Transfer pricing is the amount charged between associated enterprises for the purchase of goods, services or intangible property. This is important for tax purposes as the pricing agreed between associated enterprises will have an impact on the amount of taxable profits each enterprise generates. Broadly speaking, enterprises are associated if one directly or indirectly controls the other, or they are both under common control.
Most territories therefore have transfer pricing legislation in place, which usually requires transactions between associated enterprises to be carried out on arm's length terms, reflecting the pricing that is likely to be agreed between independent parties operating in the same circumstances. The enterprises will also be required to maintain appropriate documentary evidence to support the arm's length terms of the relevant transactions.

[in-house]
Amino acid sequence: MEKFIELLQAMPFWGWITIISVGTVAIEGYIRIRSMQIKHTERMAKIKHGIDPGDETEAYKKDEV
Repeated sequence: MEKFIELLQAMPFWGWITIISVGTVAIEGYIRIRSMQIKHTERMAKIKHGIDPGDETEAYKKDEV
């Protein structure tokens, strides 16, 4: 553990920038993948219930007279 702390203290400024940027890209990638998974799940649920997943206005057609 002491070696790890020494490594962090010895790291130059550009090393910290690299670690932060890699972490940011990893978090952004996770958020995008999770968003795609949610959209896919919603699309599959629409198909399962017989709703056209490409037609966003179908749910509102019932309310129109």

The UK transfer pricing regime requires profits to be adjusted where transactions between associated enterprises have not been carried out at arm's length and a UK tax advantage has been achieved.
Small and medium sized enterprises (SMEs) benefit from certain exemptions to the UK transfer pricing regime.